Also, send them regular messages thanking them for their contributions. These messages show that you recognize their work and appreciate them. Keep sending them your newsletter as well. This should include their successes and recap any major updates, news, and other events that occurred during the month or quarter. Finally, you should be sending them regular surveys to get their feedback. This shows your partners that you’re interested in their opinions and are invested in their success. 

Discover the Key to Unlocking Your Distribution Channels

In today’s automated, tech-driven world, channel marketing has remained one of the last holdouts due to its continued dependence on manual labor. The concept of a manufacturer leveraging distribution channels for indirect sales is age-old, but the actual process of equipping and supporting those channel partners with simple, actionable strategy has scarcely evolved over the decades.

Well, until now. New software platforms have begun to prioritize the partner journey, and it’s about time. If you’re a vendor or manufacturer, partners are the key you’ve been searching for.

And with this emergence of tech to combat antiquated channel sales methods, automation has finally caught up to the partner problem. Now it’s time for you to adopt these digital solutions and get your idle distribution channels moving. Prioritizing partners is the greatest channel marketing strategy you could dream up, and here’s why:

  • Making partners a priority is tangible, actionable, and straightforward, rather than conceptual.
  • When partners are a priority, more of them will participate in your co-marketing initiatives.
  • When partner participation increases, your reach, visibility, and revenue increase too.

3 pillars of a good channel marketing strategy

If you’re a vendor company that relies on distributors or resellers, you know all too well the pain points of getting a channel program off the ground. Whether you’re a company that sees channel partners as a critical move in scaling your brand, or you started building a partner program into your sales infrastructure at the very start, the story is the same.

You need to provide sales enablement tools and initiate co-branding opportunities in a way that makes it easy for your distribution channels to redistribute.

So, for starters, you must:

1) Develop your channel marketing strategy with your partners in mind.

Because they’re the ones you’ll be relying on to deliver it, remember? This may seem obvious, but it’s incredibly common for vendors to forget the needs of their channel partners in achieving success. They expect channel partners to, indeed, do all that old-school manual labor. The truth is, 80% of them won’t.

So don’t retroactively build your partners into your plan. Instead, plan to meet their needs and requirements during your initial blueprint phase, so you’re always keeping them engaged and they feel they were always part of the plan—not an afterthought. This will take more manual labor on your part (unless you’re ready to adopt a platform that takes the heavy lifting off your hands) but absorbing some of that hard work on the front end can have exponential results for your distribution channels.

2) Provide marketing collateral via a platform that makes co-branding and redistribution easy.

In an attempt to assuage as much manual labor as possible, the widely accepted approach to channel marketing has been for vendors to adopt a partner portal or PRM. It’s likely you already have one of these, so you’re familiar with using such a platform to drop off your branded content—like design assets, data sheets, price lists, landing pages, infographics, etc—then let your channel partners know it’s there and expect them to come collect, co-brand, repurpose, and redistribute all on their own.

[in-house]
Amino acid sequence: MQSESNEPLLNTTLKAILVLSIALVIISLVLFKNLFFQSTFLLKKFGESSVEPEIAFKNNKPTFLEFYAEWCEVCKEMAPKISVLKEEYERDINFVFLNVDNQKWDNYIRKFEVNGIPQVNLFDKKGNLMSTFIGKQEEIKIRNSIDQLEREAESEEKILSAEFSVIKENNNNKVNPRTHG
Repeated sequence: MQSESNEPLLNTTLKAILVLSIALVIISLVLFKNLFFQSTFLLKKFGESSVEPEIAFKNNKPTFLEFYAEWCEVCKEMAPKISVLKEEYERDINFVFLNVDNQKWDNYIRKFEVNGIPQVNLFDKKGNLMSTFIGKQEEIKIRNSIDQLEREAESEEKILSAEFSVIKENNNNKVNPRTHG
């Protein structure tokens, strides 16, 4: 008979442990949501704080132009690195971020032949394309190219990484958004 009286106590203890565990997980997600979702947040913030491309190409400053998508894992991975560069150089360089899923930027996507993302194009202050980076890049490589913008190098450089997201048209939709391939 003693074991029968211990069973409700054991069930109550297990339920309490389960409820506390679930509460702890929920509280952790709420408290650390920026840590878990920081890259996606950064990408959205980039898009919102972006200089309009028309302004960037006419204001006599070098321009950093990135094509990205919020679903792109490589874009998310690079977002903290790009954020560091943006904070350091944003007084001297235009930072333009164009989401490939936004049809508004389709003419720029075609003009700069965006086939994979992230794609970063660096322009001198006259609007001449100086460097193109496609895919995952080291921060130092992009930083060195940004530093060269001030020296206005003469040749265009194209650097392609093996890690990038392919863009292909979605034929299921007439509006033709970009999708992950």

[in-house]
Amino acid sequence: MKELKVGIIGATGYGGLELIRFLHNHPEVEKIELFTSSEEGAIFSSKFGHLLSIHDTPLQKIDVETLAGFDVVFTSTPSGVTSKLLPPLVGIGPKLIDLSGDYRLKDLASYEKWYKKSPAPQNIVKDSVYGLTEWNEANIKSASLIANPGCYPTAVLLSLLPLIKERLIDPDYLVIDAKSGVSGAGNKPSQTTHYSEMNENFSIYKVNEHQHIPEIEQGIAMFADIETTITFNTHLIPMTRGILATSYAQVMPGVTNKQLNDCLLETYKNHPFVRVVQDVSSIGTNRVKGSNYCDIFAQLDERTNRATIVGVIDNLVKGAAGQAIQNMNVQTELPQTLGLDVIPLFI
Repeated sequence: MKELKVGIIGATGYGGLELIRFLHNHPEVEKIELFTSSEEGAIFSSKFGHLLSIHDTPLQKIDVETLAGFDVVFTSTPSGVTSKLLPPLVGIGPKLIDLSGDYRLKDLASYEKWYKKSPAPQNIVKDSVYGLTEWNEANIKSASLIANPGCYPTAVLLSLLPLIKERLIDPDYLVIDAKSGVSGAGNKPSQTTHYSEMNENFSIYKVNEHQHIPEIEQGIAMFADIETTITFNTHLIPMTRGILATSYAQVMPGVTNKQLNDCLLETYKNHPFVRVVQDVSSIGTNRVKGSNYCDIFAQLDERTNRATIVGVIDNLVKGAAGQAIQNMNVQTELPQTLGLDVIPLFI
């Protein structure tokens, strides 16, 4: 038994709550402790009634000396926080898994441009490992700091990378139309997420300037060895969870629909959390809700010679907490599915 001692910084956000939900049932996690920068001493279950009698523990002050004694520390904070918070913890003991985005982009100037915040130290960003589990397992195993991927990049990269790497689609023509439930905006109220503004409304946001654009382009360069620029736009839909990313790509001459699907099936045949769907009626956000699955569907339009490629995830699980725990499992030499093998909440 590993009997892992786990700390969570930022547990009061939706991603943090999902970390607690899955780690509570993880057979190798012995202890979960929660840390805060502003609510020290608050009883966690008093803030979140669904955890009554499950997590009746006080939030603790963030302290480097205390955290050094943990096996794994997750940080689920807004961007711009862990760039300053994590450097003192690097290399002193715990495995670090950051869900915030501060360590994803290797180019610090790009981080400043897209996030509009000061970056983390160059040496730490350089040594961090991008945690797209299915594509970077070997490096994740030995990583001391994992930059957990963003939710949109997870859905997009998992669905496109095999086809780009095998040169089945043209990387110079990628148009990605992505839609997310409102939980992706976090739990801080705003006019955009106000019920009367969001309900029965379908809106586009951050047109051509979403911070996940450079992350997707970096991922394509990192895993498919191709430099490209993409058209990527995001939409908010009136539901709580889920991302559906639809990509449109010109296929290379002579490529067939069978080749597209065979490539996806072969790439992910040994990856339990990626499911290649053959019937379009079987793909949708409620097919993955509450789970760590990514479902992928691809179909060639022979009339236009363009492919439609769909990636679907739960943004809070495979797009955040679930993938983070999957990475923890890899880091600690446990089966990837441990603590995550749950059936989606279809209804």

While this removes some of the manual labor for you, it’s not doing much for your partners. And it’s been this way for decades. (Hence why we said in the intro that this evolution has been slow and scarce.) The most recent SaaS technology available truly battles this issue by bridging the labor gap between you and that 80% of your partners who can’t or won’t do all the work you’re expecting.

3) Incentivize and reward your highly active distribution channels.

As your partner program grows, there will be varying degrees of partner engagement and you’ll want to prioritize those most engaged by incentivizing them with MDF and SPIFs. But again, today’s most common channel marketing approach requires the partner to proactively use the partner portal or PRM to retrieve collateral and generate campaigns on their own.

So aside from remaining a manual and time consuming process, this approach makes it nearly impossible for you to determine which partners are truly engaging. There are no metrics tracking who’s doing what, making MDF management a blind undertaking.

Engage your channel partners with today’s tools

Fortunately, according to Forrester, there’s been an evolution in technology to assist today’s vendors and manufacturers with their distribution channels. These through-channel marketing automation platforms are considered the “third stage” (in other words, the future) of digital marketing. But like most solutions, not all are created equal.

When your channel marketing team is ready to adopt a more modern and intuitive platform, be sure to search for TCMA tools that truly automate old processes and deliver your messaging with ease through partners and onward to their pipeline. The ideal solution will make it simple for both you and your partners, and will empower you to effortlessly deliver consistent, co-branded campaigns while providing insight into your partners’ activity.

Free Book, No Catch, Limited Quantity

Ronnell Richards’ Shut the Hell Up and Sell book helps business owners learn effective and innovative sales techniques. He also discusses the lessons he has learned during his lengthy sales career and how anyone can level up their sales game.

Great resource to share with MSPs, Resellers and other Partners.